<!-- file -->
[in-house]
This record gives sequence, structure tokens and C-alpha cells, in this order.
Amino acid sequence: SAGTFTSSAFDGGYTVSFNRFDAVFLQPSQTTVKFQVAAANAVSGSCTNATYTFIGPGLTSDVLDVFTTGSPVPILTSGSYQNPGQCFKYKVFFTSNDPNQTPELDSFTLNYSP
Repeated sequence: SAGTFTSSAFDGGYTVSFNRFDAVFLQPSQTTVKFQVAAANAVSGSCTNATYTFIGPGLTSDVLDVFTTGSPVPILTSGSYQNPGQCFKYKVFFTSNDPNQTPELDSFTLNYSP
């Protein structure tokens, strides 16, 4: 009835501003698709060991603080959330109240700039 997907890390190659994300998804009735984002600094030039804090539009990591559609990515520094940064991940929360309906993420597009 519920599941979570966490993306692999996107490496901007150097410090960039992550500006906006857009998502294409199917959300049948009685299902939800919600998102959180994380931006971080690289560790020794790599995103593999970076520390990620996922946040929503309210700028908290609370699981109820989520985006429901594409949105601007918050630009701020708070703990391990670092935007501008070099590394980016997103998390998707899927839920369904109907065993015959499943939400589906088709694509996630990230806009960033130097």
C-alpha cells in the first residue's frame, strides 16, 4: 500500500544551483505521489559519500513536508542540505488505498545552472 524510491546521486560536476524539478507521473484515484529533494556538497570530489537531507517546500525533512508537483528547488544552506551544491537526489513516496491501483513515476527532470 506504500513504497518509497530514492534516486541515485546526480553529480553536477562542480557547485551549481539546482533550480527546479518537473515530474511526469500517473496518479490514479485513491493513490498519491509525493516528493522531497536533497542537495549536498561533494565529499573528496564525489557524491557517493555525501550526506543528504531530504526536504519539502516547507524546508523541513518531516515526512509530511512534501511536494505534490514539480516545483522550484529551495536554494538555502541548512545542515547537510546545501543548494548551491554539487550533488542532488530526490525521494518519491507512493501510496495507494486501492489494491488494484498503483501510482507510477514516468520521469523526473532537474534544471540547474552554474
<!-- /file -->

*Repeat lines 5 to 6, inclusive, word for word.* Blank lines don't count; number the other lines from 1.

């Protein structure tokens, strides 16, 4: 009835501003698709060991603080959330109240700039 997907890390190659994300998804009735984002600094030039804090539009990591559609990515520094940064991940929360309906993420597009 519920599941979570966490993306692999996107490496901007150097410090960039992550500006906006857009998502294409199917959300049948009685299902939800919600998102959180994380931006971080690289560790020794790599995103593999970076520390990620996922946040929503309210700028908290609370699981109820989520985006429901594409949105601007918050630009701020708070703990391990670092935007501008070099590394980016997103998390998707899927839920369904109907065993015959499943939400589906088709694509996630990230806009960033130097």
C-alpha cells in the first residue's frame, strides 16, 4: 500500500544551483505521489559519500513536508542540505488505498545552472 524510491546521486560536476524539478507521473484515484529533494556538497570530489537531507517546500525533512508537483528547488544552506551544491537526489513516496491501483513515476527532470 506504500513504497518509497530514492534516486541515485546526480553529480553536477562542480557547485551549481539546482533550480527546479518537473515530474511526469500517473496518479490514479485513491493513490498519491509525493516528493522531497536533497542537495549536498561533494565529499573528496564525489557524491557517493555525501550526506543528504531530504526536504519539502516547507524546508523541513518531516515526512509530511512534501511536494505534490514539480516545483522550484529551495536554494538555502541548512545542515547537510546545501543548494548551491554539487550533488542532488530526490525521494518519491507512493501510496495507494486501492489494491488494484498503483501510482507510477514516468520521469523526473532537474534544471540547474552554474